The biography of a synth-band the cognoscenti love to hate, but which has managed to thrive in the hothouse world of British pop and more recently in the US. Depeche Mode was among the first wave of early 1980s British bands who abandoned the previous generation's guitars and drum kits for the cool delights of new musical technologies. Identified with the ``Neo-Romantics''—a fashion-driven outgrowth of punk and new wave—the band's short, melodic songs and good looks made them teen idols but drew equal portions of acclaim and vitriol from critics and older listeners. The group's early albums were produced by Daniel Miller, whose independent Mute label midwived many important, more experimental synth-bands into existence. Together, Miller and Depeche Mode influenced the dance music of the late '80s and helped spawn the harsher ``industrial'' sound now popular in America and the UK. Thompson's book follows the group's founding by Vince Martin (who soon left to form Yaz with Alison Moyet), their early struggles to master their sound, and their ongoing search for critical legitimacy—even as they continued courting British teeny- boppers on TV and in fanzines. Though Thompson's (Red Hot Chili Peppers, not reviewed) reverence for his subjects gets wearisome, longtime fans will no doubt savor details of band members' personal lives. More interesting are the author's comments about synthesizers, sampling, and other music-making technologies (a brief disquisition on the way remixes can reconstruct songs, for example, making them palatable to almost any market, is fascinating). For American readers the book also sheds light on a rather obscure but important period of recent British pop history. Depeche Mode's Songs of Faith and Devotion was America's number-one album in early 1993; Depeche Mode: Some Great Reward—though not so terribly rewarding—will likely capitalize on that success. This book's treasures remain decidedly modest; it fails all too often to rise above puffery and reach a convincing level of critical integrity.

Pub Date: Dec. 1, 1994

ISBN: 0-312-11262-9

Page Count: 288

Publisher: St. Martin's

Review Posted Online: May 20, 2010

Kirkus Reviews Issue: Oct. 15, 1994

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Stricter than, say, Bergen Evans or W3 ("disinterested" means impartial — period), Strunk is in the last analysis...



Privately published by Strunk of Cornell in 1918 and revised by his student E. B. White in 1959, that "little book" is back again with more White updatings.

Stricter than, say, Bergen Evans or W3 ("disinterested" means impartial — period), Strunk is in the last analysis (whoops — "A bankrupt expression") a unique guide (which means "without like or equal").

Pub Date: May 15, 1972

ISBN: 0205632645

Page Count: 105

Publisher: Macmillan

Review Posted Online: Oct. 28, 2011

Kirkus Reviews Issue: May 1, 1972

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Analyzing his craft, a careful craftsman urges with Thoreauvian conviction that writers should simplify, simplify, simplify.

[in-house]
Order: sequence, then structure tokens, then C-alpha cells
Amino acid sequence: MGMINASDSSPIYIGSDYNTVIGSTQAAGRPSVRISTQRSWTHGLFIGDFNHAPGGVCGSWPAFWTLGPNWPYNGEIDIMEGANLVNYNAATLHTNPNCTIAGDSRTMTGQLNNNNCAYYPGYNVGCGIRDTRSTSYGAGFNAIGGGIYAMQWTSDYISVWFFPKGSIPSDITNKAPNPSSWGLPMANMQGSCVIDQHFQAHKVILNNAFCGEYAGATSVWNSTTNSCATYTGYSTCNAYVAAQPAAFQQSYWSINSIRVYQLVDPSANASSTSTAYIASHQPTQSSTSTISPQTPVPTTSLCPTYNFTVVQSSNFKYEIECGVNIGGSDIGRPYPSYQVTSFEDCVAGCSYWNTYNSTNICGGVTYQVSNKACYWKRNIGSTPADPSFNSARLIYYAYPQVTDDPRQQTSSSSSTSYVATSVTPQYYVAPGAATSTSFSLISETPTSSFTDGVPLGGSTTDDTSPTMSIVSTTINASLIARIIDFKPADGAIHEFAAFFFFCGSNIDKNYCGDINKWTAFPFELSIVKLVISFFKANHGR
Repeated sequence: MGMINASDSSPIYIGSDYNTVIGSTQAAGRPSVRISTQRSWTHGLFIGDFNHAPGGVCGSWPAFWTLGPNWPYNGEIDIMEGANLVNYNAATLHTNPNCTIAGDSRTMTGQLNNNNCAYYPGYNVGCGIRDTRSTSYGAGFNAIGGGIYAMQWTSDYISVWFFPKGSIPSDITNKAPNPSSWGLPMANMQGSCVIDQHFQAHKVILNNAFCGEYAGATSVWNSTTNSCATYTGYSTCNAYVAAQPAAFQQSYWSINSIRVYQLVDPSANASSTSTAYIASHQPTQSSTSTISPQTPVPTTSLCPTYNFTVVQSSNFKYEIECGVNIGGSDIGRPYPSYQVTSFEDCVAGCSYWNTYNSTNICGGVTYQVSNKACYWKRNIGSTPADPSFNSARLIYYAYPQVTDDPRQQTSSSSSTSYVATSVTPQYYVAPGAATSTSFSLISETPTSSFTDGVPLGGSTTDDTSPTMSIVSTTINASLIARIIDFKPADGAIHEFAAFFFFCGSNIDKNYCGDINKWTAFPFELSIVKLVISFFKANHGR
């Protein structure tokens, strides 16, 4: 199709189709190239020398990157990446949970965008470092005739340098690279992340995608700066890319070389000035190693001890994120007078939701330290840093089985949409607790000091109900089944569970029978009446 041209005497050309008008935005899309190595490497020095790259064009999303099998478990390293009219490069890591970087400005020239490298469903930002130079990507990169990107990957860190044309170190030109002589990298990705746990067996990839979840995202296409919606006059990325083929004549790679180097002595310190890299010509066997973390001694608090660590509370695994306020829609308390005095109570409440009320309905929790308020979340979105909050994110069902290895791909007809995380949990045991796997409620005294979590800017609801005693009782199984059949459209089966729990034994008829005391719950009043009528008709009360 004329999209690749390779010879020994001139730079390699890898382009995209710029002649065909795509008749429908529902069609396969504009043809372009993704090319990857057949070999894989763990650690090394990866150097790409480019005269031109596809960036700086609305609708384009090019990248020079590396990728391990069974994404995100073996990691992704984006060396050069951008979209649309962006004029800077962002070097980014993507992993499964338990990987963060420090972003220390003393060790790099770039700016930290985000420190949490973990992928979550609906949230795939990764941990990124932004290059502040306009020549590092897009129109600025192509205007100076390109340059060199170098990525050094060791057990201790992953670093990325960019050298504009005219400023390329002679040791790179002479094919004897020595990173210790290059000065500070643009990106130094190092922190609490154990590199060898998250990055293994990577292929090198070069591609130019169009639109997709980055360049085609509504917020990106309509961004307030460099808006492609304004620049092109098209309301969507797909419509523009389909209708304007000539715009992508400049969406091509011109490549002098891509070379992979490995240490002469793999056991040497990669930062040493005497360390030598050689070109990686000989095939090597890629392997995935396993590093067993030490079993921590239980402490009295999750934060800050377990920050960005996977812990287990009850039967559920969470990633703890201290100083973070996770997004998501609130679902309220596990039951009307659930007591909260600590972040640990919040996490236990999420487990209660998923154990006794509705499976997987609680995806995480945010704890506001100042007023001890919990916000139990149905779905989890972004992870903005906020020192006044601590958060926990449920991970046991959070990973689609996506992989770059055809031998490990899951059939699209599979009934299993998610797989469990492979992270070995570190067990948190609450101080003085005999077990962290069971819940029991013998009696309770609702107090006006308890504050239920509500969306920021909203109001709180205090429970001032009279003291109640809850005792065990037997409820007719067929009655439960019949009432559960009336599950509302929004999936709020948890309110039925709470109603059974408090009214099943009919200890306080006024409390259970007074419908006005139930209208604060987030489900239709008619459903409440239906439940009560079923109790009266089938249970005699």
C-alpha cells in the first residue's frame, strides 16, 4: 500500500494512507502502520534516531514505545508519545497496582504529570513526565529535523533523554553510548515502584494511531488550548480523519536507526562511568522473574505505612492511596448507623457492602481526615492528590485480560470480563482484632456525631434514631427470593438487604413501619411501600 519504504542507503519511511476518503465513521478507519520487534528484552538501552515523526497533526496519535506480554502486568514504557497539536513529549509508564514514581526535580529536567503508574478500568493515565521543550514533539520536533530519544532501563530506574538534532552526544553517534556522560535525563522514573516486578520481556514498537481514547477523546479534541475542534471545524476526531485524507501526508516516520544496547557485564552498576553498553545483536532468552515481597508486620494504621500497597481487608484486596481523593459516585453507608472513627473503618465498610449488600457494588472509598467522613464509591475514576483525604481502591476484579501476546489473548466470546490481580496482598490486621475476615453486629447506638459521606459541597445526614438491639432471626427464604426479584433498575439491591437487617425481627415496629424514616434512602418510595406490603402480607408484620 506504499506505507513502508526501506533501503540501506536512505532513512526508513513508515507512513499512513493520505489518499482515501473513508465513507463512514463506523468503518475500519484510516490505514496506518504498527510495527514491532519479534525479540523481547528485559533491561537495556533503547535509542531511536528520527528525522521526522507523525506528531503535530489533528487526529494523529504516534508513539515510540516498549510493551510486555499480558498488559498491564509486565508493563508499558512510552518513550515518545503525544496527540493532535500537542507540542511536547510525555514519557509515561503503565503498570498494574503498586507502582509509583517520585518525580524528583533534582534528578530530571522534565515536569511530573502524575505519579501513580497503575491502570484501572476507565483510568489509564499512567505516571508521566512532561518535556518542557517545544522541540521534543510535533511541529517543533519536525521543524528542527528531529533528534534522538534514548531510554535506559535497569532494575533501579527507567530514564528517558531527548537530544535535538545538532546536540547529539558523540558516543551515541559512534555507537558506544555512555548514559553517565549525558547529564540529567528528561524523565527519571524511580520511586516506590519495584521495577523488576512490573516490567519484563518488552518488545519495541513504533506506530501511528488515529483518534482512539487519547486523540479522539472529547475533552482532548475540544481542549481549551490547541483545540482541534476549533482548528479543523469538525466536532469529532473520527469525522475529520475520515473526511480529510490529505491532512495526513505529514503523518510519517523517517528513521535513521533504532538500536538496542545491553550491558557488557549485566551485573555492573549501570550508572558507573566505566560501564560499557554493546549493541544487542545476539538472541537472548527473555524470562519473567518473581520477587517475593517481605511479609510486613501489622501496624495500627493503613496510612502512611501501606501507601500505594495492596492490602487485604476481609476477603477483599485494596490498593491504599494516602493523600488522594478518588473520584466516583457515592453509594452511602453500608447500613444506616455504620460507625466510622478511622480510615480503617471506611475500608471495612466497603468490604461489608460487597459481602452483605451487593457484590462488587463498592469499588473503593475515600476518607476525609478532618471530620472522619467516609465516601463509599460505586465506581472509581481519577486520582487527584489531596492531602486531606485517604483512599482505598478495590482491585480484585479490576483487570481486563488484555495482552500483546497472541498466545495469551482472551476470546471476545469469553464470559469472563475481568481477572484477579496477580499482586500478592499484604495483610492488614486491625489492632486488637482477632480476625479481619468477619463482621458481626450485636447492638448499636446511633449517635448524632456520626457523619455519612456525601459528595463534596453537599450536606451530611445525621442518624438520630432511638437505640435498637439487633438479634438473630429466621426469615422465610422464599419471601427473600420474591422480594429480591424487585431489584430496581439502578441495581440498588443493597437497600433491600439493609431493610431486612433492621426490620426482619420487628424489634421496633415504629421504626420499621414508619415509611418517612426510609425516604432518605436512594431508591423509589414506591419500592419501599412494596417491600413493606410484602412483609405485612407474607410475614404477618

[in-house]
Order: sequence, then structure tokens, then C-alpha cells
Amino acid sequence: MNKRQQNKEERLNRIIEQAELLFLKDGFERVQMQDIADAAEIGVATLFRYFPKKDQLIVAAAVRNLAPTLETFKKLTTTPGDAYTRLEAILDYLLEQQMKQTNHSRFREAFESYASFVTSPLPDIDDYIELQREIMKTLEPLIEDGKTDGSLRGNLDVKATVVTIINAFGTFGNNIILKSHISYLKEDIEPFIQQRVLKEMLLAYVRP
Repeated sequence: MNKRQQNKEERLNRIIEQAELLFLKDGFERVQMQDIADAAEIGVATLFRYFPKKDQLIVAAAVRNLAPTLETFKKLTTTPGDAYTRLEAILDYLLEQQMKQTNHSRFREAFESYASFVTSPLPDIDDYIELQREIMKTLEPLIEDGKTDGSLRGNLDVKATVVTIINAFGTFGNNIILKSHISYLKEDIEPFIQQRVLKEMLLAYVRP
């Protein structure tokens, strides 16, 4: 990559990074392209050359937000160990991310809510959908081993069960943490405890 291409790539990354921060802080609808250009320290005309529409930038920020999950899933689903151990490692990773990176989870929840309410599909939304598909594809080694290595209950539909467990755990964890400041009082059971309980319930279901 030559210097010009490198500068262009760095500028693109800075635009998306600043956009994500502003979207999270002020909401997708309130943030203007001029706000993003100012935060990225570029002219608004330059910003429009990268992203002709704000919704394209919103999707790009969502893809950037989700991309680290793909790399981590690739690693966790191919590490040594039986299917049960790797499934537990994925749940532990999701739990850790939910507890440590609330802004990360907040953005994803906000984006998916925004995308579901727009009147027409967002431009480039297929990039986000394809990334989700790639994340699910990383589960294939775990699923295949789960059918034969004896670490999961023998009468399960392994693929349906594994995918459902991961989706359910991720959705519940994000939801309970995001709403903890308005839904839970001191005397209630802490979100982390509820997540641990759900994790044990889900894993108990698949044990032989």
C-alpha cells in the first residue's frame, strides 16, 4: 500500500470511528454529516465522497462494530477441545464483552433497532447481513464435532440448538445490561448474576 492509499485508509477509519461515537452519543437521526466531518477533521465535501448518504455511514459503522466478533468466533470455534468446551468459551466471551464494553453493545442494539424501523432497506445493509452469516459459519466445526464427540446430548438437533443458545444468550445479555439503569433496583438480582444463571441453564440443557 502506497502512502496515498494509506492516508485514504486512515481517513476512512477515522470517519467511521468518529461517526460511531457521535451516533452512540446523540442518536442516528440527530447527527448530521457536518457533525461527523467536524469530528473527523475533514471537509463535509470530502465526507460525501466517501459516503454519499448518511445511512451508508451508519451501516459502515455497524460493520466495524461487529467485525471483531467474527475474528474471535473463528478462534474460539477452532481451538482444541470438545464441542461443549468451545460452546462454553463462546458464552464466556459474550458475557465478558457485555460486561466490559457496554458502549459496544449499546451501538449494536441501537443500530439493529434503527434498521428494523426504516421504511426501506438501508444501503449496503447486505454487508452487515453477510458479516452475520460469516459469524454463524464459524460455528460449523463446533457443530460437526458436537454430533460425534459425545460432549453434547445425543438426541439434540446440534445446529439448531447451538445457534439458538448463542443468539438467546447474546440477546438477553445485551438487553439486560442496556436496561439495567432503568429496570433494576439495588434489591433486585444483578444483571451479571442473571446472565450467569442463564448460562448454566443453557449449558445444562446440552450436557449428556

New York Times columnist and editorial board member delivers a slim book for aspiring writers, offering saws and sense, wisdom and waggery, biases and biting sarcasm.

Klinkenborg (Timothy; or, Notes of an Abject Reptile, 2006), who’s taught for decades, endeavors to keep things simple in his prose, and he urges other writers to do the same. (Note: He despises abuses of the word as, as he continually reminds readers.) In the early sections, the author ignores traditional paragraphing so that the text resembles a long free-verse poem. He urges readers to use short, clear sentences and to make sure each one is healthy before moving on; notes that it’s acceptable to start sentences with and and but; sees benefits in diagramming sentences; stresses that all writing is revision; periodically blasts the formulaic writing that many (most?) students learn in school; argues that knowing where you’re headed before you begin might be good for a vacation, but not for a piece of writing; and believes that writers must trust readers more, and trust themselves. Most of Klinkenborg’s advice is neither radical nor especially profound (“Turn to the poets. / Learn from them”), and the text suffers from a corrosive fallacy: that if his strategies work for him they will work for all. The final fifth of the text includes some passages from writers he admires (McPhee, Oates, Cheever) and some of his students’ awkward sentences, which he treats analytically but sometimes with a surprising sarcasm that veers near meanness. He includes examples of students’ dangling modifiers, malapropisms, errors of pronoun agreement, wordiness and other mistakes.

Analyzing his craft, a careful craftsman urges with Thoreauvian conviction that writers should simplify, simplify, simplify.

Pub Date: Aug. 7, 2012

ISBN: 978-0-307-26634-7

Page Count: 224

Publisher: Knopf

Review Posted Online: May 14, 2012

Kirkus Reviews Issue: June 15, 2012

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